McKay Coble is a scenic designer for the PlayMakers Repertory Company at UNC. As a member of the creative team, she has aided in the the design of more than 25 plays with PlayMakers over the past 30 years. Coble also has experience with scenic design for regional and Broadway performances and film. We spoke with Coble about her time with the PlayMakers and her experiences with the upcoming PlayMakers show entitled "Sherwood: The Adventures of Robin Hood."
The Daily Tar Heel: How did you get your start as a member of the PlayMakers creative team?
McKay Coble: I actually started back here in 1975 as a drama major. At the time, PlayMakers didn’t exist, but in my sophomore year, PlayMakers was formed. It used to be kind of town and gown, and then they decided that a better way to train students would be to have a professional company in residence at the University, along with the academic shows we were doing. When I went on to graduate school, your thesis project was with the PlayMakers Repertory Company. So that's how it got started way back then. After graduate school, I left and lived in New York for about seven years working in costume house, and then when I came back I started teaching one course. One course turned into two, I started designing shows and I've been here for about 30 years.
DTH: What is your role as a scenic designer, and what responsibilities does that include?
MC: Well, for every show, the responsibility of a scenic designer is to work with the rest of the creative team and really create a world in which the actors can tell the story. The scenic designer is going to create the physical world, and the costume designer is going to create the clothes, but we're all working together to try to create a single vision for a piece. And so for me, the early stages are working with the director and the other designers to come up with a world. For example, with Sherwood in particular, we know the Robin Hood story, but is there a reason to make it more contemporary or whatever the director really feels the point is. In a time where social justice is a conversation that I think everybody's having, this guy, who was one of the very earliest social justice workers, is a very interesting story to tell right now. In coming up with a world, my responsibility is to show the director different kinds of research and different drawings to eventually come up with a model and then the technical drawings for building the scenery.
DTH: How did you contribute to "Sherwood: The Adventures of Robin Hood"?
MC: I am the scenic designer, and so specifically working with the director and the other design team, we decided what kind of world we wanted to create. It's a little bit of a playful ropes course, and at the same time, the play is really about the growth of a community with Robin. We see him very early on in this particular iteration. We see him as a teenager, and then we see him get this sense of community, not only with his place as a nobleman in medieval society but also in his place as a leader among people who are trying to make things better. And so the idea is that it's playful — there's music, it's a comedy, but gives a sense of community through the set. For me, the metaphor of the great oak, the big tree under which they gathered under all the time, it still exists in England in Sherwood Forest. It became what I really saw as the right metaphor for all of this. Interestingly, very much like our own Davie Poplar, it's tremendously stored up. It has supports all over it because it's so old and so big, and so my tree, which is really more of a gesture than reality, has a lot of support on it, and it echoes what the real tree looks like, but it also gives them places to climb and slide and play. And it's all kinds of fun.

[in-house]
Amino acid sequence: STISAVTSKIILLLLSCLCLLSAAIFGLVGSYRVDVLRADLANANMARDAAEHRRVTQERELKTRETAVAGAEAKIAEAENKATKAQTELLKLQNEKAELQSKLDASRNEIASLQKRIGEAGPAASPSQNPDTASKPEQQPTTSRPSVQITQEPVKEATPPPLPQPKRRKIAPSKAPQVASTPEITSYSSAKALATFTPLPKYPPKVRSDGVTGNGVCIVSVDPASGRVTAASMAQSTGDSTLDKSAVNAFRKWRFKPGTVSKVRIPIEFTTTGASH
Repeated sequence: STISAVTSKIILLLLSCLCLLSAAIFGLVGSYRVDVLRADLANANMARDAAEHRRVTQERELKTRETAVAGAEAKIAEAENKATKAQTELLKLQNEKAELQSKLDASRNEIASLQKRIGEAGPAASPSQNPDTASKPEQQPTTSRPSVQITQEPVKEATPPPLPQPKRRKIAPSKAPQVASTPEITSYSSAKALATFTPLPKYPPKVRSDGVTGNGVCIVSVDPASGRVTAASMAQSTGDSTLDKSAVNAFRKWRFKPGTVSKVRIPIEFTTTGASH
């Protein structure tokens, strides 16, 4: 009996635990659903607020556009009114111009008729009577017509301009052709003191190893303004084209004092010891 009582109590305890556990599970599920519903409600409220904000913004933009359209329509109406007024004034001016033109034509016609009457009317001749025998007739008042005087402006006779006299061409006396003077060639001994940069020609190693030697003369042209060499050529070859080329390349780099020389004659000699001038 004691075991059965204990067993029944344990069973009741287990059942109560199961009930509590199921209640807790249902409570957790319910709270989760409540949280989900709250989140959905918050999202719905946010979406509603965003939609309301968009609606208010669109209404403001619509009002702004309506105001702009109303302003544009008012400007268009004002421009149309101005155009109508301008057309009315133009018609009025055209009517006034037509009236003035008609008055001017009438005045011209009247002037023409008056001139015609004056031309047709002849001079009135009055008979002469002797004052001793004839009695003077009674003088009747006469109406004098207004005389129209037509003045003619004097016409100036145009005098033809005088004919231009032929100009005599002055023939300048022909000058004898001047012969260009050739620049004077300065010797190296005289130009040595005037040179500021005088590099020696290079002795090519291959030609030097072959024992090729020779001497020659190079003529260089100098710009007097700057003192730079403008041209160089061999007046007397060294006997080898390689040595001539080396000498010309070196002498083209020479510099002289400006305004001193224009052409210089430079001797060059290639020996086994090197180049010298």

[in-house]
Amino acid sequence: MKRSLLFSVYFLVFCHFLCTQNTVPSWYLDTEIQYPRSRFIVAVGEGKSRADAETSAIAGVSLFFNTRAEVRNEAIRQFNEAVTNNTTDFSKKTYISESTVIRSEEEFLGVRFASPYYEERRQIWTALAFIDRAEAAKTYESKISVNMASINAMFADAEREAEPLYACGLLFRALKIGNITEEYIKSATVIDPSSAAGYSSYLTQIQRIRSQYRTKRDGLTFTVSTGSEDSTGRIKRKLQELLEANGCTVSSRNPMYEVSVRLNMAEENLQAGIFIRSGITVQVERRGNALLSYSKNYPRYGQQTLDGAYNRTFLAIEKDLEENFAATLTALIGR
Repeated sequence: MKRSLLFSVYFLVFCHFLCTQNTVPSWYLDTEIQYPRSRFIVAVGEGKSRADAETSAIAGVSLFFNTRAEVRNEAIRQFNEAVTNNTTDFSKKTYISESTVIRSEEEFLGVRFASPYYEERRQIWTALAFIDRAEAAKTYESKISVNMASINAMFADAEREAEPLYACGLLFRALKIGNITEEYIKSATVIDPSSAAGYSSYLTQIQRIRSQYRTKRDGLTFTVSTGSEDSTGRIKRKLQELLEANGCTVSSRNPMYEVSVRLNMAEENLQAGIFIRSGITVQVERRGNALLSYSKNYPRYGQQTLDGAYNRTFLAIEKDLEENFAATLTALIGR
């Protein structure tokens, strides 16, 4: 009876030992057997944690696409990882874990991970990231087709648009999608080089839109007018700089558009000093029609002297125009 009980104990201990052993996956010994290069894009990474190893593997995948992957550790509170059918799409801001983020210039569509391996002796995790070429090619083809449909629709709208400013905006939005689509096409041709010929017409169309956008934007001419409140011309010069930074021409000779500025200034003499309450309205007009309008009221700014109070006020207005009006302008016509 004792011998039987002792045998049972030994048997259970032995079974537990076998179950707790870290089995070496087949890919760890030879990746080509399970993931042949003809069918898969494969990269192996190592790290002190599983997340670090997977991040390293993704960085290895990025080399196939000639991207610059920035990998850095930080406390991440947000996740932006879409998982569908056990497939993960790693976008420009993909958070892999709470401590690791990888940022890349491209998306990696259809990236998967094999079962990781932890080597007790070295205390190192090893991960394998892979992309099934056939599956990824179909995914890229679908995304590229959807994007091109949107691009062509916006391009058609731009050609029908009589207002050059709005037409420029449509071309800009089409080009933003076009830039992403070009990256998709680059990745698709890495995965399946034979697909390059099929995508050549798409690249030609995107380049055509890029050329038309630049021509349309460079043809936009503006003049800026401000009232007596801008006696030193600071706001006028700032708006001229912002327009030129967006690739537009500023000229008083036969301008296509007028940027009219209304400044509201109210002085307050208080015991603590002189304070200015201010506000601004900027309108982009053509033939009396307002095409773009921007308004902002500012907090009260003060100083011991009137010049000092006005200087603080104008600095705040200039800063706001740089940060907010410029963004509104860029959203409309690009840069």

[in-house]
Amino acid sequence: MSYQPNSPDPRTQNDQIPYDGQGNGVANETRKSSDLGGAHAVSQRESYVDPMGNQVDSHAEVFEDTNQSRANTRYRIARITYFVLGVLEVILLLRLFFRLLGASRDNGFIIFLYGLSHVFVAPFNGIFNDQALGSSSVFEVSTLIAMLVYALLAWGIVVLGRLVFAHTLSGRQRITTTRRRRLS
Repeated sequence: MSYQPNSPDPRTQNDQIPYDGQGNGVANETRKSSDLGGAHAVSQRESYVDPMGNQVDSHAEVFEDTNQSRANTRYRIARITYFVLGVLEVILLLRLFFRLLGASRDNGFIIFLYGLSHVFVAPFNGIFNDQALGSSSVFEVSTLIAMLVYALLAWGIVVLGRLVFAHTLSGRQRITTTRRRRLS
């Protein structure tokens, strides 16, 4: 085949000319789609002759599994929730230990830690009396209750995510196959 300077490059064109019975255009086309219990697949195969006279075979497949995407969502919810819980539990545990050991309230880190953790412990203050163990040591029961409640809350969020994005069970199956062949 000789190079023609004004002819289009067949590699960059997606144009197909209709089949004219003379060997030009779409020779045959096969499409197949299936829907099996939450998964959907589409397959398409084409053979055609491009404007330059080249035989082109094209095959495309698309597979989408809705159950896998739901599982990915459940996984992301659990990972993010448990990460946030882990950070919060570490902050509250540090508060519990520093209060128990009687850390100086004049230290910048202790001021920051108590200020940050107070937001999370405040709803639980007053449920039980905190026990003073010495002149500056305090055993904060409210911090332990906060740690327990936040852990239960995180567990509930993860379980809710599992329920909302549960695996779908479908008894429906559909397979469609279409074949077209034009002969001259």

DTH: What do you think makes this play unique from others you have worked on?
MC: Well, each project is unique in its own way. I have even done the same play more than once. I've done "Cabaret" more than once, but each experience is different because you're working with a different team. You can take a play and interpret it many, many different ways, and that's what really makes it fun. This one is an old story told a new way, and I love that. Looking at things where people have expectations about it and then surprising them. Not only meeting their expectations, but maybe taking them to some place new that they wouldn't have expected in a Robin Hood story.
DTH: Why do you feel it is important for the UNC community to interact with this play and other productions that PlayMakers produces?
MC: Just like the metaphor in the play itself about community, theater is a community. People come together — unlike in a movie theater — they come to see live actors in a live performance. Any time you get people together, it is the basis for a conversation. Some conversations are overtly more serious than others when from the get-go, you think that's going to be a serious topic. Robin Hood is not necessarily a serious topic at face value, but when you really talk about the difference between the classes that are in this play, it's a conversation that we're having in America and all over the world right now: class struggles and class distinctions, the rich versus the poor. And so, people may come and have fun, they may come and think "Wow, this really has been going on for a long time." People are coming together to have a conversation, and when that happens, that's why we do theater here. It's a forum for ideas. Some people may just be entertained by it, but other people may go home and have deeper further conversations about it.